Saturday, October 24, 2015
10:34 PM bubble photography, google camera app, interior, iris360, mapping, Ricoh Theta s, streetview, trusted google photographers No comments
As some of you would have seen the Google Street View car going about capturing the main roads of cities and towns all over the world, there are still many places which are not included in streetview as these places were either too narrow for cars to pass through and remote for the Google car to traverse.
So Streetview took on a whole new meaning when Google photographers were asked to carry a cumbersome backpack with GPS and high resolution photosphere camera to map these paths. This backpack carousel would go where no car has gone and only those with brave hearts need to apply.
Later, Google started to authorize Google Business Photographers to photography bubbles of the interior of buildings (as requested by building owners) as a means to promote their shopfront from the outside to the inside.
To be a certified Google Business Photographer, you need to qualify for one. The details are available on this link.
Since the launch of the Streetview app to allow you to take your own photos, many of you have submitted weird and psychedelic spheres, I suppose it wasn't as easy as you might have thought when shooting bubble photos. Standing still and capturing patches off a bubble isn't easy. Each patch of these photos are then stitched together within the Google Camera app.
To qualify for a Google Business Photographer badge, you need the right equipment and currently, the Ricoh Theta S isn't on that list. Instead you find a Iris360 camera which cost US$2K which will be made available by the time you read this.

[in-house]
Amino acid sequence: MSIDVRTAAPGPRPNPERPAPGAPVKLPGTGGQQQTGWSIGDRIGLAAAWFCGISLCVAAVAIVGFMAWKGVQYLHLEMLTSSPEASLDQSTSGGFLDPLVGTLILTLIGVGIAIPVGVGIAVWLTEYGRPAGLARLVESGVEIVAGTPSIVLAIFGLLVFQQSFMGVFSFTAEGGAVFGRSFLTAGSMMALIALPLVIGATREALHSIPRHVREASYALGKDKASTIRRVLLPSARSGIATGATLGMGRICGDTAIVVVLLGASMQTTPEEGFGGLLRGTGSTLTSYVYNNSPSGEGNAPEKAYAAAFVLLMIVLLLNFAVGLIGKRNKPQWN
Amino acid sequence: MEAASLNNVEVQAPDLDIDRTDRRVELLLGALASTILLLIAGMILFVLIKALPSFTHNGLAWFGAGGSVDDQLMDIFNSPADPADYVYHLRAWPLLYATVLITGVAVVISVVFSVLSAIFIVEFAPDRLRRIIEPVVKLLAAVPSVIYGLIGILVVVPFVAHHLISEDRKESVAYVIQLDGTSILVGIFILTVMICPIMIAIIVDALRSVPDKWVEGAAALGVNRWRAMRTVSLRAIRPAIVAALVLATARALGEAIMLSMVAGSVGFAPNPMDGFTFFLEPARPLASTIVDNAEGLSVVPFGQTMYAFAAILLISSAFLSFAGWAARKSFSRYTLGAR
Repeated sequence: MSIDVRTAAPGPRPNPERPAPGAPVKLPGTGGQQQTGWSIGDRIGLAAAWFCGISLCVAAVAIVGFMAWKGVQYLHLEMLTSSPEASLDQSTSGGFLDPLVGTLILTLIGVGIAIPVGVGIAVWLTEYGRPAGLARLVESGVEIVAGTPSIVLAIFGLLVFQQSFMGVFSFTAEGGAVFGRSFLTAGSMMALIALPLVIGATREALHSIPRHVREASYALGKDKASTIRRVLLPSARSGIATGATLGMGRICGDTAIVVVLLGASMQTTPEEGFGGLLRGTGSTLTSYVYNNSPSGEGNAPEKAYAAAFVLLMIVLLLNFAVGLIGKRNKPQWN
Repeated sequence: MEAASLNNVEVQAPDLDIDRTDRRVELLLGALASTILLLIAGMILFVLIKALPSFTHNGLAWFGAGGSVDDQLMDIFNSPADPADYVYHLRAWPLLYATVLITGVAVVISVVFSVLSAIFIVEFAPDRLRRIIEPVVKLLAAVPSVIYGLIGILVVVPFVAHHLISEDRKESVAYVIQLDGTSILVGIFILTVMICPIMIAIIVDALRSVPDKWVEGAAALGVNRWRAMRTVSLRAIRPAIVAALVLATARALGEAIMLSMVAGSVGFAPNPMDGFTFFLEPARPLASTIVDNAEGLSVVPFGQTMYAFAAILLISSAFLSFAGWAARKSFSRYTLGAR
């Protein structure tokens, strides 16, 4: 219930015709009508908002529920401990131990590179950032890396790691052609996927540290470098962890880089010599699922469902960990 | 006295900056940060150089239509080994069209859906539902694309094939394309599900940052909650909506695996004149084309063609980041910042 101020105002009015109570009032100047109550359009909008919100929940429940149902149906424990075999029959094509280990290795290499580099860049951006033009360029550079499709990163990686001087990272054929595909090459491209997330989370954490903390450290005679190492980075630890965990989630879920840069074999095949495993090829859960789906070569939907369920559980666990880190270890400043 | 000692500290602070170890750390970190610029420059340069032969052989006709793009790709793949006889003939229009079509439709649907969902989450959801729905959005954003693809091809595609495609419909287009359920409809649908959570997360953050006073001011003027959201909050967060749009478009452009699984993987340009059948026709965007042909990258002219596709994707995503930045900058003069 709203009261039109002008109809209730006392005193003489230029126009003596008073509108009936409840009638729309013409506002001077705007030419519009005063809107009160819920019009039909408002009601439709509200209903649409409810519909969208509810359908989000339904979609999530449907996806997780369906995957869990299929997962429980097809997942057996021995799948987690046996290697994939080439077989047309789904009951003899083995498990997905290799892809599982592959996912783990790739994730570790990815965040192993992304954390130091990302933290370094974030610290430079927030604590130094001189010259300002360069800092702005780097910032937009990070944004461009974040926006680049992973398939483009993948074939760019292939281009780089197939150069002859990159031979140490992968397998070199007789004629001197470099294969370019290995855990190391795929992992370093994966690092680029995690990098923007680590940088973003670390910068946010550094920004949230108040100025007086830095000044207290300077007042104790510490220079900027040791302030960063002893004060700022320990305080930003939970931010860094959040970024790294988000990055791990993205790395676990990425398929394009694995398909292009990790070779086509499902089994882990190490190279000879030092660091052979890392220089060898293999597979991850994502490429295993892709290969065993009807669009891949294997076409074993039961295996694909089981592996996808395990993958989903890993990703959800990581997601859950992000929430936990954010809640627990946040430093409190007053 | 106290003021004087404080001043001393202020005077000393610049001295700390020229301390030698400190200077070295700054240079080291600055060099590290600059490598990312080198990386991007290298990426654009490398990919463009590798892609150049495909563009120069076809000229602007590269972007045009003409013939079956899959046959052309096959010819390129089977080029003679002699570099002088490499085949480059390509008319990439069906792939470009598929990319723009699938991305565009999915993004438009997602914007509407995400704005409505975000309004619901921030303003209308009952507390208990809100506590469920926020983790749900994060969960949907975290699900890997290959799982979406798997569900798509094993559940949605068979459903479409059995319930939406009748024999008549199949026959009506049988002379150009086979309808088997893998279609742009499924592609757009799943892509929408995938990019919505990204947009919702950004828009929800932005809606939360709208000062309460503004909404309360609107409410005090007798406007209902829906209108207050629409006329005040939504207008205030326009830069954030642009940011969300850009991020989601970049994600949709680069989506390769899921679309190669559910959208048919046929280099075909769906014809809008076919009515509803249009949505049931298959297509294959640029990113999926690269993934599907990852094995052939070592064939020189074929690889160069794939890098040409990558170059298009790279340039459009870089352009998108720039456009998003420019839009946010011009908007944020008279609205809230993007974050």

Not having a camera of choice does not mean you can't shoot those bubble photos with your mobile device, you can still submit those bubble photos for publishing but you won't be awarded a Google Business Photographer badge or have any sort of business referred to you.
User generated bubbles look pretty bad if you ever had the time to research some of the sites. The capture itself is fraught with legal problems if people's faces are visible.
Google Business Photographers are not allowed to use a mobile device to capture photos for paying clients who list their interiors in Google Streetview. This has been made clear and the only non DSLR allowed on the list of equipment you should have is the Iris360. Even the Ricoh Theta S is not listed as an approved camera equipment for Google Business Photographers.
Even though Google Business Photographers have classified themselves as Google Street View Photographers, the terms itself is a misnomer since business photographers only capture interiors of shops and restaurants as opposed to just a street view of the desired location. You can take a virtual walk through of the shop from your street view app and decide if you want to make that effort to visit the place. It is a great marketing tool but unfortunately for now, it's not open to mobile photographers.
The chief problem here is really about interior lighting and how mobile cameras are unable to adjust the exposure to match that of each patch of image.
Over a decade ago, I shot using an IPIX system, which creates the same bubble effect but it could only be viewed with a desktop PC plug in. Getting the two halves of a bubble picture to blend into each other is a lot hard than you think and I cannot imagine how a mobile camera would be able cope with interior lighting.